States need more money, and they need it quickly, to help speed the rollout of coronavirus vaccines, the Infectious Diseases Society of America said Tuesday.
Changes in vaccine policy announced by the federal government earlier Tuesday will help, the group said. Operation Warp Speed said it would stop holding back half of the vaccine supply to ensure people get second doses. US Health and Human Services Secretary Alex Azar also urged states to start vaccinating everyone 65 and older, as well as people with underlying conditions. He also said states should start setting up mass vaccination sites and move out of hospitals alone.
Those announcements are an “important step,” IDSA said, but not enough. A new bill signed by President Trump late last month will get $8 billion to states for vaccine distribution – months after states asked for it.
“Although nearly half of the funding allocated in the recent spending bill has reached states, the remainder must be expeditiously distributed to states and local health departments in order to address obstacles such as limited staffing, supplies and space that preclude getting the vaccine to the people. The new Congress should stand ready to quickly consider additional funding as needs evolve,” IDSA president Dr. Barbara Alexander said.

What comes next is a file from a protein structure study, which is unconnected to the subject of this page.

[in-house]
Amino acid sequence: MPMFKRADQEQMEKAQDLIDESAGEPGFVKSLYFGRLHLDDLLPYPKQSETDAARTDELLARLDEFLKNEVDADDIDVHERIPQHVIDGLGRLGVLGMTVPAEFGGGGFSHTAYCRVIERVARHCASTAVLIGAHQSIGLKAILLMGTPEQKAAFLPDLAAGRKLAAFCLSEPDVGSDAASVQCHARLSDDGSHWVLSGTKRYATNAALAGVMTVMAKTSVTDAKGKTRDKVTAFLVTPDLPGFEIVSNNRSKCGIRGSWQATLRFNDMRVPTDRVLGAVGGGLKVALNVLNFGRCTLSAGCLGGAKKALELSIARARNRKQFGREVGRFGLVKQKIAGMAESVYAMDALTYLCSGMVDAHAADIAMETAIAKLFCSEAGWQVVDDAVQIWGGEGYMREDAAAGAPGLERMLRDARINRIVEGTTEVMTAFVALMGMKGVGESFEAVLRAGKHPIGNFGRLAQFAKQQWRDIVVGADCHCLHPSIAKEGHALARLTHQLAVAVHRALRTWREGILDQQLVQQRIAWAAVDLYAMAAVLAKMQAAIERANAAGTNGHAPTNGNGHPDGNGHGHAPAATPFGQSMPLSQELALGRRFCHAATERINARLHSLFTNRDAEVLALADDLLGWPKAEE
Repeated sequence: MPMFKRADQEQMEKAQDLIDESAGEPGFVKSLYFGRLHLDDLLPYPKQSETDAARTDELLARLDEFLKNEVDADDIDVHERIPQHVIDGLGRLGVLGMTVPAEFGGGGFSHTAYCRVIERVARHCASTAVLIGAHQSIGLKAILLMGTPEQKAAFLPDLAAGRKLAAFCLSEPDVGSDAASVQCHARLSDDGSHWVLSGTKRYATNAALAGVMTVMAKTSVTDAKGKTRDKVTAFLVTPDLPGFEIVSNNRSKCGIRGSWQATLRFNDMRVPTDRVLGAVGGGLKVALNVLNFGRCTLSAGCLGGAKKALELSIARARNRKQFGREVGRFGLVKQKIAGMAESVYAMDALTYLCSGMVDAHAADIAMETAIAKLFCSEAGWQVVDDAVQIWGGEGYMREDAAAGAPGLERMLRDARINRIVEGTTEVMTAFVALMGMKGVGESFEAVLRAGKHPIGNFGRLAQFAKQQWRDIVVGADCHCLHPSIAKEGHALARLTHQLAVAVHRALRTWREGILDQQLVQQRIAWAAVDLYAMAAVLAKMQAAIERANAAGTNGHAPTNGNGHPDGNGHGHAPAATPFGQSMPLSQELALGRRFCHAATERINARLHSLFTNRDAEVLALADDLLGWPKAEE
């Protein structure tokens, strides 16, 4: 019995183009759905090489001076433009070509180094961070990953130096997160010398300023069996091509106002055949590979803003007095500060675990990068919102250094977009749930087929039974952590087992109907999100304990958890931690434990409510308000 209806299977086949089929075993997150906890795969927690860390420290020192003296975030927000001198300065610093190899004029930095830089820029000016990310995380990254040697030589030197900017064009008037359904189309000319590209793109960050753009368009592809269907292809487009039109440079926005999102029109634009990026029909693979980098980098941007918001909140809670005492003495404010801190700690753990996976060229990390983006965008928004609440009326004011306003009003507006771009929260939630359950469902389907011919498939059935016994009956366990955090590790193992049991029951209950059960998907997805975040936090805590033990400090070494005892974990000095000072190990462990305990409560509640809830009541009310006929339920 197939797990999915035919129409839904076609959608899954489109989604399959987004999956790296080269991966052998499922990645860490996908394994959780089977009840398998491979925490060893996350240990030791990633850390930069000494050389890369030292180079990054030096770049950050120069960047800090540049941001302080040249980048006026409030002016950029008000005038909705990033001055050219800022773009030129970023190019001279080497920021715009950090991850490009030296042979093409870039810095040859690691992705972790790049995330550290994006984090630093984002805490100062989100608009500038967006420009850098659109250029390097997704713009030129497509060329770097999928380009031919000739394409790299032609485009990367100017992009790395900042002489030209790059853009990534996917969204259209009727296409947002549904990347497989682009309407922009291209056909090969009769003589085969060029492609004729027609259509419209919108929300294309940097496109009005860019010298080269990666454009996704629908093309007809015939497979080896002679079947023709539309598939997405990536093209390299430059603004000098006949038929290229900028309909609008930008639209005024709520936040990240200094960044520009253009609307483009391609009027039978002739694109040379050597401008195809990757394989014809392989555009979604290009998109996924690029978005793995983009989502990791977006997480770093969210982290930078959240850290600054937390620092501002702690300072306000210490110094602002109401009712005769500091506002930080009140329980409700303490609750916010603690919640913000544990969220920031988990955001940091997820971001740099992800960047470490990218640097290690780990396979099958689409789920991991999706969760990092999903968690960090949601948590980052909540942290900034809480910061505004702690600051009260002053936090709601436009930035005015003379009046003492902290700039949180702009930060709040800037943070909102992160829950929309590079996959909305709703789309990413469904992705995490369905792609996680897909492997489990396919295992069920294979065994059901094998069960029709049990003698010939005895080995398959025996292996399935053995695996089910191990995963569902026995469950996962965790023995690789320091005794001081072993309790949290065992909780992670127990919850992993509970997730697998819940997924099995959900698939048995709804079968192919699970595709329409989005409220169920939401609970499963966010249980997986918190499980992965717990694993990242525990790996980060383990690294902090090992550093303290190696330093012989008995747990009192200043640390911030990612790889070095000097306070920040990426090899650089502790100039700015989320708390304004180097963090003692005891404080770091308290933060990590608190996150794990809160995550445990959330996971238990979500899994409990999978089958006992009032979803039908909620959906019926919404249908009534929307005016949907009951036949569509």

“As vaccination across our country is accelerated, timely and adequate supply chains will be critical to evidence-based dosing. Federal authorities must be prepared to strengthen support for the manufacture of new doses to ensure the vaccine can be provided in accordance with emergency use authorization by the U.S. Food and Drug Administration. Transparency and advance notice of vaccine supplies will be critical to planning,” she added.
And clear communication is key to making sure people understand and accept vaccine policies, she said.